book contains "more psychology, more political
economy, and more anthropology than are to be
found in many elaborate treatises on these
especial subjects"—blighting words which I would
not even venture to quote if I thought that any boy
would chance to read them and so have one of the
pleasures of his young life destroyed. As for "Don
Quixote," which its author persisted in regarding
with such misplaced levity, it has passed through
many bewildering vicissitudes. It has figured
bravely as a satire on the Duke of Lerma, on
Charles V., on Philip II., on Ignatius Loyola-
Cervantes was the most devout of Catholics—and
on the Inquisition, which, fortunately, did not think
so. In fact, there is little or nothing which it has not
meant in its time; and now, having attained that
deep spiritual inwardness which we have been
recently told is lacking in poor Goldsmith, we are
requested by Mr. Shorthouse to refrain from all
brutal laughter, but, with a shadowy smile and a
profound seriousness, to attune ourselves to the
proper state of receptivity. Old-fashioned, coarse-
minded people may perhaps ask, "But if we are notto laugh at 'Don Quixote,' at whom are we, please,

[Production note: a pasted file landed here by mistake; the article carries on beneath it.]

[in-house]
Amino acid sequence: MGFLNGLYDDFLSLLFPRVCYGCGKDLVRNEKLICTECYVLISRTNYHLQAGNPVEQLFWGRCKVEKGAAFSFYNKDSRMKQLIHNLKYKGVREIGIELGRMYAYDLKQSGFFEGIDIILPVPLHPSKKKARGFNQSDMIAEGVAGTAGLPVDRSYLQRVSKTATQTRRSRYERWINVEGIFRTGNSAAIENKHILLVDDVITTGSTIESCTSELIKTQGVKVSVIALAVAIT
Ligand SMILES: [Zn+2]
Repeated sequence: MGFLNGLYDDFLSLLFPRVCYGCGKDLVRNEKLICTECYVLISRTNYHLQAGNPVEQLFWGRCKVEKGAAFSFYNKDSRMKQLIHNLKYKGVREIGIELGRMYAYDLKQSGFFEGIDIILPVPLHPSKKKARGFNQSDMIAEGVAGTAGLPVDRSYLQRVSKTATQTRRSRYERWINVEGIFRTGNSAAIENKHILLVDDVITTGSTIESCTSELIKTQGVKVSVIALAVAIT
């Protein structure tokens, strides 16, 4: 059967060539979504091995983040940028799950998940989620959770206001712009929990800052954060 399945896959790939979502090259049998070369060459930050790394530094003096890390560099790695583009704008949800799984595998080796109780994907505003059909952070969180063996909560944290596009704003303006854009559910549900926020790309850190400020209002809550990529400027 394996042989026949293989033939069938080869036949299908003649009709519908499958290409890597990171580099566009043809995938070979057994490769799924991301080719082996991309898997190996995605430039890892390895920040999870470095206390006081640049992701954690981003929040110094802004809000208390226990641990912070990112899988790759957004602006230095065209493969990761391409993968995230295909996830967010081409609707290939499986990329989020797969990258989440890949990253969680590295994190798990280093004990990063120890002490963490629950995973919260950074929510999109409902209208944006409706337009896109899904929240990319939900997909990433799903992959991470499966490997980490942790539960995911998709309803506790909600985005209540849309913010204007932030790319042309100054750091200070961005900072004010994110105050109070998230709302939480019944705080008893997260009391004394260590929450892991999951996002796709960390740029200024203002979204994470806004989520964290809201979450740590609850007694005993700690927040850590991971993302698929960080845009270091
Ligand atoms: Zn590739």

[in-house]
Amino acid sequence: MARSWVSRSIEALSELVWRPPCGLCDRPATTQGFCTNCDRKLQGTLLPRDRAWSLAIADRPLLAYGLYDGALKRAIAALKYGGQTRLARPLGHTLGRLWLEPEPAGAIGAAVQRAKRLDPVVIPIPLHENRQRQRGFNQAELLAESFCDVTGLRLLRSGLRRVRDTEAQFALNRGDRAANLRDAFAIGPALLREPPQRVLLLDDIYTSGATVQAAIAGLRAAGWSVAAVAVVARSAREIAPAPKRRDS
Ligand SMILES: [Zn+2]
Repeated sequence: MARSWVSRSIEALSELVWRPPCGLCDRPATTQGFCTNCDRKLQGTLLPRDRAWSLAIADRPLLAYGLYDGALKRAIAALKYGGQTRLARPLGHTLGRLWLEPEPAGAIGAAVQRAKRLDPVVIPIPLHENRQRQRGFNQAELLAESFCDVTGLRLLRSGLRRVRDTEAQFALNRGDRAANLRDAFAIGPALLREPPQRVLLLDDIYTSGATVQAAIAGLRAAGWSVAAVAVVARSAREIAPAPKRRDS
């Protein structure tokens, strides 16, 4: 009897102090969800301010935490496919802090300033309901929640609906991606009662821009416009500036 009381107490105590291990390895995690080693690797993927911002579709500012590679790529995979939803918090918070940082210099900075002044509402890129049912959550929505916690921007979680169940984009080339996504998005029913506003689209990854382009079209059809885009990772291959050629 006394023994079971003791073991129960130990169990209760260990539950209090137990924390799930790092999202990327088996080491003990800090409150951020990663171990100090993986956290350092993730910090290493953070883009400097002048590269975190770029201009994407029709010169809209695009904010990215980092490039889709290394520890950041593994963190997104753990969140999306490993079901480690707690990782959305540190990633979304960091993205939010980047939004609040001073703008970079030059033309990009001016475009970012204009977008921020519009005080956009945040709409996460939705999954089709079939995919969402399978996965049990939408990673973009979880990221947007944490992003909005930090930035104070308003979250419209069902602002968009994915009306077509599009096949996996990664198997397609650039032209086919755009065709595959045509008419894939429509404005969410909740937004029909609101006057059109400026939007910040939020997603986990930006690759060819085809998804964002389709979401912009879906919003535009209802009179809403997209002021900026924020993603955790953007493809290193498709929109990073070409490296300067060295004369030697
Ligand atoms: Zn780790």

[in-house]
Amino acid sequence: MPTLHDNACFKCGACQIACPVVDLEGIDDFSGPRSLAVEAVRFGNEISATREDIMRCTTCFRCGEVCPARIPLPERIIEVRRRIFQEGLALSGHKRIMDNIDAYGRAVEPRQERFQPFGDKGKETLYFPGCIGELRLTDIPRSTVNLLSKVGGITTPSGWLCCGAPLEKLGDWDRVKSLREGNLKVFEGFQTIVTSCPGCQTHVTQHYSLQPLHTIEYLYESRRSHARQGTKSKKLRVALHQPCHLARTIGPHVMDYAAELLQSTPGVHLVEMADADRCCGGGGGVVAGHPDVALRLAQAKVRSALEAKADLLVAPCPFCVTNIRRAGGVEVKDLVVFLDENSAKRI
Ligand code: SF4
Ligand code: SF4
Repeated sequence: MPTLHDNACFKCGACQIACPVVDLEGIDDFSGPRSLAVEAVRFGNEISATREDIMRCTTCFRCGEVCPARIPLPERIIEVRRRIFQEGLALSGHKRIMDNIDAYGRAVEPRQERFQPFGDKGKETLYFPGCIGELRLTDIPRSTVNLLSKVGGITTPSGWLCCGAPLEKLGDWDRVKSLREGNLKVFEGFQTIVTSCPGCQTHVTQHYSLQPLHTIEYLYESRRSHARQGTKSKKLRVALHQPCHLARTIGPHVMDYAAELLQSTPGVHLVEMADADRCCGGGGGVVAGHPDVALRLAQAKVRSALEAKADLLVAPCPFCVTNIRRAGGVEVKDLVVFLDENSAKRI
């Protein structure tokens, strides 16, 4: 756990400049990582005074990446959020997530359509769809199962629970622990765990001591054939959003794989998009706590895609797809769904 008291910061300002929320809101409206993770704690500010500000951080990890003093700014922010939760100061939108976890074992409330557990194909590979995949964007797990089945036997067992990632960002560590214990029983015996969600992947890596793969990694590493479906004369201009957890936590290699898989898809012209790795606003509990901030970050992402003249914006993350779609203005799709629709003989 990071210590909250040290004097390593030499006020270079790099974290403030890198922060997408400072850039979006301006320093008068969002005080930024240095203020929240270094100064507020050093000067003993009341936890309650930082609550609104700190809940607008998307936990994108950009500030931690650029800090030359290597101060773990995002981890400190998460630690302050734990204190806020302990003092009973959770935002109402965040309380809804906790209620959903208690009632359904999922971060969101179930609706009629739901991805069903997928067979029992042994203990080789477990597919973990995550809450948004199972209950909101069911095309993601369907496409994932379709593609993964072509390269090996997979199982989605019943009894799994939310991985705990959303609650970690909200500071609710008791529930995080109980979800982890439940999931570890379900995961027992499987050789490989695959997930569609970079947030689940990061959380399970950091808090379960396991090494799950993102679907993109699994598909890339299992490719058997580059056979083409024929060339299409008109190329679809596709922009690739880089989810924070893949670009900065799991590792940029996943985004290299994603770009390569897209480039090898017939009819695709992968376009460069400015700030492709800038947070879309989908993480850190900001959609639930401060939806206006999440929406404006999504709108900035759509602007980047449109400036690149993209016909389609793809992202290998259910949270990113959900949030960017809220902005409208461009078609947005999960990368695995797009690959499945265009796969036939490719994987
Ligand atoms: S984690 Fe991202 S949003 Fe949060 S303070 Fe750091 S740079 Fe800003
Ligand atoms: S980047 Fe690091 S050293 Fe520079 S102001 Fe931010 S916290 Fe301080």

to laugh?"—a question which I, for one, would
hardly dare to answer. Only, after r eading the
following curious sentence, extracted from a lately
published volume of criticism, I confess to finding
myself in a state of mental perplexity utterly alien
to mirth. "How much happier," its author sternly
reminds us, "was poor Don Quixote in his energetic
career, in his earnest redress of wrong, and in his
ultimate triumph over self, than he could have been
in the gnawing reproach and spiritual stigma which
a yielding to weakness never failingly entails!"
Beyond this point it would be hard to go. Were
these things really spoken of the "ingenious
gentleman" of La Mancha or of John Howard or
George Peabody or perhaps Elizabeth Fry—or is
there no longer such a thing as recognized
absurdity In the world?
Another gloomy indication of the departure of
humor from our midst is the tendency of
philosophical writers to prove by analysis that, if
they are not familiar with the thing itself, they at
least know of what it should consist. Mr.
Shorthouse's depressing views about "Don
Quixote" are merely introduced as illustrating a
very scholarly and comfortless paper on the subtle
qualities of mirth. No one could deal more
gracefully and less humorously with his topic than
does Mr. Shorthouse, and we are compelled to
pause every now and then and reassure ourselves
as to the subject matter of his eloquence.
Professor Everett has more recently and more
cheerfully defined for us the Philosophy of the